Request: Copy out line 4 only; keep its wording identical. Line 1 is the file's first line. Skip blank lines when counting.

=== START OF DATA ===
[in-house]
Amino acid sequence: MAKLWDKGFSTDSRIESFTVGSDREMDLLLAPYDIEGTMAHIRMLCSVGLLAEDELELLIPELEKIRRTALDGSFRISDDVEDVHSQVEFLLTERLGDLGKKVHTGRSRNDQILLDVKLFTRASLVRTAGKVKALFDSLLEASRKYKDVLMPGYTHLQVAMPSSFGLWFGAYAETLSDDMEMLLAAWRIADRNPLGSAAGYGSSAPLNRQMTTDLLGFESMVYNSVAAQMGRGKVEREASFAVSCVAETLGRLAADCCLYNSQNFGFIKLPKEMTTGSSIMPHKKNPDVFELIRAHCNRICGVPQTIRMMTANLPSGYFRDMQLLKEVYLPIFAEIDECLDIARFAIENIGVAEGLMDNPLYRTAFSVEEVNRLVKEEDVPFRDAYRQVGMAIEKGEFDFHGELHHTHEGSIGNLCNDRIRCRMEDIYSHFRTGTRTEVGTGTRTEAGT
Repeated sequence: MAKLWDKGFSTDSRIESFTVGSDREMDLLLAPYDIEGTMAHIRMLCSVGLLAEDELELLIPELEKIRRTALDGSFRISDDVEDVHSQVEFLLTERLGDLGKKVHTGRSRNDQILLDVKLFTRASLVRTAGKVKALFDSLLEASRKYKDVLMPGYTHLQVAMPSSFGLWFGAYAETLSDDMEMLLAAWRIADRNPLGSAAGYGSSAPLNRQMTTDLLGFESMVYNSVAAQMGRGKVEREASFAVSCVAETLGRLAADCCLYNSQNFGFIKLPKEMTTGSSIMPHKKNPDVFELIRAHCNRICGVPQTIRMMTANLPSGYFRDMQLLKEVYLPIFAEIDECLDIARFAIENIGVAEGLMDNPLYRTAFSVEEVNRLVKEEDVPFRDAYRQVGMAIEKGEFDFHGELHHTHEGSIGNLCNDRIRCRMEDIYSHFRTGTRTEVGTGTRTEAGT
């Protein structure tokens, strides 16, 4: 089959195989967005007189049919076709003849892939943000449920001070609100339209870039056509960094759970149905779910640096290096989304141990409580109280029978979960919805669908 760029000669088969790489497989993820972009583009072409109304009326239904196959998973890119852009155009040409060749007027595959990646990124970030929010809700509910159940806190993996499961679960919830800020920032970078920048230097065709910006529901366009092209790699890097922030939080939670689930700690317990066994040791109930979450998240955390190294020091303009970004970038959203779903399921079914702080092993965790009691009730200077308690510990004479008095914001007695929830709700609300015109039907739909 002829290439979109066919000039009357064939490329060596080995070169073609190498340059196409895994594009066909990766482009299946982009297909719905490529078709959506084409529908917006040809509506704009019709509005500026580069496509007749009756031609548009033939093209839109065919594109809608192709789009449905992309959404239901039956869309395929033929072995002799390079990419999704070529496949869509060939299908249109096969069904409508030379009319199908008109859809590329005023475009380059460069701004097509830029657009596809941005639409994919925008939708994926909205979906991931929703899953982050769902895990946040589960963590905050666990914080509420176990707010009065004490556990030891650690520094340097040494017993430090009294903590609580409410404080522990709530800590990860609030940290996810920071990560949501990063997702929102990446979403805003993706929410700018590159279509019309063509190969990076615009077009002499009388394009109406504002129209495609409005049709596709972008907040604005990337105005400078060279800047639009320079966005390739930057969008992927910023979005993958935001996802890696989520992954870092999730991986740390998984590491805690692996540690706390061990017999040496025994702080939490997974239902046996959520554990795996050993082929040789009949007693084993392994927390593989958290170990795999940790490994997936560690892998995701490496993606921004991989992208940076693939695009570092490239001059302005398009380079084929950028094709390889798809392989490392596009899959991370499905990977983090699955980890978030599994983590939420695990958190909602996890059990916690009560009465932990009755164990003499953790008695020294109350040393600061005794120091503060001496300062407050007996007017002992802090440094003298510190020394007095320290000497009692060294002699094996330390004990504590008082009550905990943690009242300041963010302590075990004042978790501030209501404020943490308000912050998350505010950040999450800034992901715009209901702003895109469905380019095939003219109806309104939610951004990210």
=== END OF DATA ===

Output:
């Protein structure tokens, strides 16, 4: 089959195989967005007189049919076709003849892939943000449920001070609100339209870039056509960094759970149905779910640096290096989304141990409580109280029978979960919805669908 760029000669088969790489497989993820972009583009072409109304009326239904196959998973890119852009155009040409060749007027595959990646990124970030929010809700509910159940806190993996499961679960919830800020920032970078920048230097065709910006529901366009092209790699890097922030939080939670689930700690317990066994040791109930979450998240955390190294020091303009970004970038959203779903399921079914702080092993965790009691009730200077308690510990004479008095914001007695929830709700609300015109039907739909 002829290439979109066919000039009357064939490329060596080995070169073609190498340059196409895994594009066909990766482009299946982009297909719905490529078709959506084409529908917006040809509506704009019709509005500026580069496509007749009756031609548009033939093209839109065919594109809608192709789009449905992309959404239901039956869309395929033929072995002799390079990419999704070529496949869509060939299908249109096969069904409508030379009319199908008109859809590329005023475009380059460069701004097509830029657009596809941005639409994919925008939708994926909205979906991931929703899953982050769902895990946040589960963590905050666990914080509420176990707010009065004490556990030891650690520094340097040494017993430090009294903590609580409410404080522990709530800590990860609030940290996810920071990560949501990063997702929102990446979403805003993706929410700018590159279509019309063509190969990076615009077009002499009388394009109406504002129209495609409005049709596709972008907040604005990337105005400078060279800047639009320079966005390739930057969008992927910023979005993958935001996802890696989520992954870092999730991986740390998984590491805690692996540690706390061990017999040496025994702080939490997974239902046996959520554990795996050993082929040789009949007693084993392994927390593989958290170990795999940790490994997936560690892998995701490496993606921004991989992208940076693939695009570092490239001059302005398009380079084929950028094709390889798809392989490392596009899959991370499905990977983090699955980890978030599994983590939420695990958190909602996890059990916690009560009465932990009755164990003499953790008695020294109350040393600061005794120091503060001496300062407050007996007017002992802090440094003298510190020394007095320290000497009692060294002699094996330390004990504590008082009550905990943690009242300041963010302590075990004042978790501030209501404020943490308000912050998350505010950040999450800034992901715009209901702003895109469905380019095939003219109806309104939610951004990210």